Innovation - Financial - Andy Garcia

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The first thing that came to my mind as a topic for this post is how innovation in design could affect the value of companies and brands. However, this seemed somewhat trite and vague for me to write about and for anyone else to read. Design innovations can make money if successful, but they are really a form of change, which could imply positive or negative financial implications for a company. In my previous post on social aspects of innovation I quoted an article by Scott Berkun, discussing innovation versus doing things consistently well. I tend to agree that a focus on doing things well is a good way to have financial success. So, instead of dwelling on that I thought it would be interesting if the rest of my post focused on how differentiation among designers/design companies can be its own form of innovation. I will highlight a few examples of business models or self-marketing decisions that help add diversity to the design business community.

LEGO Design byME (1)
I love toys, and LEGO has always had a special presence in the market. I was surprised to find out that a business direction of theirs now lets someone use free software to design a custom model out of LEGO pieces, as well as its box, and then have it delivered. Here's how they put it:
"Is there something special missing in your LEGO collection? Would you like to add a professional touch to your personal gifts? Now you can make, shape & even order the toy you wish in a box you design yourself." (1). I don't know what kind of financial effect this has for the company, but it is a really logical direction for their growth taking advantage of software and online ordering. The LEGO image is one of customization, and this takes it further than was previously possible.

MAKE Magazine (2)
This magazine (now 22 volumes) caters to do-it-yourself-ers and tech hobbyists, giving ideas and instructions for how to create devices out of available parts. Given its audience, I'm sure its online presence and community is just as strong as the publication for communicating ways to make stuff for fun.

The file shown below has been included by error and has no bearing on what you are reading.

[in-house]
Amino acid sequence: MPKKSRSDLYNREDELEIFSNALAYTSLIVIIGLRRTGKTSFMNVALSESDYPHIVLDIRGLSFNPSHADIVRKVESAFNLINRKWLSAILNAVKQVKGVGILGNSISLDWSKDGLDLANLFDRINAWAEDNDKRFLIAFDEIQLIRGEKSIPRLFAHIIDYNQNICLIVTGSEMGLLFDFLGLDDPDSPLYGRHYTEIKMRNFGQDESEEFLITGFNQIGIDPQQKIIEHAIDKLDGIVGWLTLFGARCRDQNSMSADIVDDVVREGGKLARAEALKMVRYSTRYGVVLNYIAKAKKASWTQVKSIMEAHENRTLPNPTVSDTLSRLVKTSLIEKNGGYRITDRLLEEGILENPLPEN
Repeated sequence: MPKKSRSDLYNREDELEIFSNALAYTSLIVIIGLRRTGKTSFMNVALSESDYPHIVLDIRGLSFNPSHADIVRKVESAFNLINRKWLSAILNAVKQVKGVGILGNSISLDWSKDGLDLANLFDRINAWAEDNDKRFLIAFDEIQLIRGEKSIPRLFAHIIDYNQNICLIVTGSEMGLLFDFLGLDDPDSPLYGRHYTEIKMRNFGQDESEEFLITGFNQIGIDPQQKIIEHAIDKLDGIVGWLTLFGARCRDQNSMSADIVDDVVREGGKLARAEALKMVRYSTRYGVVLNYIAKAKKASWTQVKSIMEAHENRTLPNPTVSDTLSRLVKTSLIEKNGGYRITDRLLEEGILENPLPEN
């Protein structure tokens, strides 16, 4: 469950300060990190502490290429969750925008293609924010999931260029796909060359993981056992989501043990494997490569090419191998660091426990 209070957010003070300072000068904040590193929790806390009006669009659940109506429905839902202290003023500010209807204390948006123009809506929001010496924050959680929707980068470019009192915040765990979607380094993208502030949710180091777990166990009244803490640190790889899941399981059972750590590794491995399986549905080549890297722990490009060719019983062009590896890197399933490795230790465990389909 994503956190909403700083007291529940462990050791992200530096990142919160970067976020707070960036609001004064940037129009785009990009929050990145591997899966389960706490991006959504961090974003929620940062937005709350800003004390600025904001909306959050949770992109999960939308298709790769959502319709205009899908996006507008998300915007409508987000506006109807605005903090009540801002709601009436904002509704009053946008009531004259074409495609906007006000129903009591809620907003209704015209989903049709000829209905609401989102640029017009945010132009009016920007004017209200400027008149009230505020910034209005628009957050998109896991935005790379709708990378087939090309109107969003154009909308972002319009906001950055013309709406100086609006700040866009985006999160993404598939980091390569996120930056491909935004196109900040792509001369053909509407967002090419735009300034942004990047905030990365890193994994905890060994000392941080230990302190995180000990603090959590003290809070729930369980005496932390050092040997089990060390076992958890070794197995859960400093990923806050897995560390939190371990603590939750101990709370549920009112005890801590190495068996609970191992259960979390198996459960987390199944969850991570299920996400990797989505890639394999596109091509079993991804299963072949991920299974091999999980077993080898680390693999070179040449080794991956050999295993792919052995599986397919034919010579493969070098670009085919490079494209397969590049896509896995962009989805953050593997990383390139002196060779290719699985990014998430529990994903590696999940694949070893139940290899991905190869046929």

Kontrapunkt (3)
Kontrapunkt is a Danish design firm that created a self-named typeface. As "a bit of a democratic experiment" (3), they allowed the typeface to be downloaded and used for free. This seems to me like a very generous, and useful, way to market your firm. I'll do my part in the promotion by putting the link right here.

Knock-Down/Drag-Out (KDDO) furniture (4)
Another design business strategy is to create something based on your needs, knowing that other people probably want the same thing. Christopher Douglas "recognized the need for furniture that was easily stowable..." (4), which lead the former advertiser to create a flat-pack line of furniture for people who moved a lot, like him.

These are just a few examples of how doing different things can be an innovative business strategy in design. The more diversity there is, the more likely there will be a spot in the market for a designer or company to settle in and make money.
(1) http://designbyme.lego.com/en-us/FAQ/default.aspx?id=137352
(2) http://makezine.com/
(3) http://www.kontrapunkt.com/en/
(4) Design Life Now. Bloemink, et al. Cooper Hewitt, National Design Museum, New York. 2006. pp 82-83.

I think that this is so important in our society right now. As do-it-yourself tasks are taking off, it is really interesting that the most successful companies are creating their own version of it. It is such a great marketing strategy to put the client/consumer in the driver seat. Not only does it give the company incredible flexibility with its client, it really brings them to the next level as far as the innovation market.

LEGO is letting you design your own packaging!? That's crazy! I should probably create my own toy and packaging and send it in! I agree with Josh. Putting the consumers into the driver seat is very important. They will see their purchase as that much more special because they contributed to what it looks like, etc.

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This page contains a single entry by Andy Garcia published on April 29, 2010 11:56 PM.

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